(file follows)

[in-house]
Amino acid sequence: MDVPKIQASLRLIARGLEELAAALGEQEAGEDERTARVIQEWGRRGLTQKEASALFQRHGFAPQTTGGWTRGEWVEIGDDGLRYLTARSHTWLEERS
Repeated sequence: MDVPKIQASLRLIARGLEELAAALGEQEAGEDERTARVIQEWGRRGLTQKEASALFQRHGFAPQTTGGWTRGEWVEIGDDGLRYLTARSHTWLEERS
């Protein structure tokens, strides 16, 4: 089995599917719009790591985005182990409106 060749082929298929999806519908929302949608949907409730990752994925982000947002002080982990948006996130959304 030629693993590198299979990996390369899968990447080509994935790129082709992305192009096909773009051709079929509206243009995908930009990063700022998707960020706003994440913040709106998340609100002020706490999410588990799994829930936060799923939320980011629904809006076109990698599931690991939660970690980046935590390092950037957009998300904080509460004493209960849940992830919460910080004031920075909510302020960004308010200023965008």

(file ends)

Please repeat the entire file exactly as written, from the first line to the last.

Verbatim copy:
[in-house]
Amino acid sequence: MDVPKIQASLRLIARGLEELAAALGEQEAGEDERTARVIQEWGRRGLTQKEASALFQRHGFAPQTTGGWTRGEWVEIGDDGLRYLTARSHTWLEERS
Repeated sequence: MDVPKIQASLRLIARGLEELAAALGEQEAGEDERTARVIQEWGRRGLTQKEASALFQRHGFAPQTTGGWTRGEWVEIGDDGLRYLTARSHTWLEERS
């Protein structure tokens, strides 16, 4: 089995599917719009790591985005182990409106 060749082929298929999806519908929302949608949907409730990752994925982000947002002080982990948006996130959304 030629693993590198299979990996390369899968990447080509994935790129082709992305192009096909773009051709079929509206243009995908930009990063700022998707960020706003994440913040709106998340609100002020706490999410588990799994829930936060799923939320980011629904809006076109990698599931690991939660970690980046935590390092950037957009998300904080509460004493209960849940992830919460910080004031920075909510302020960004308010200023965008």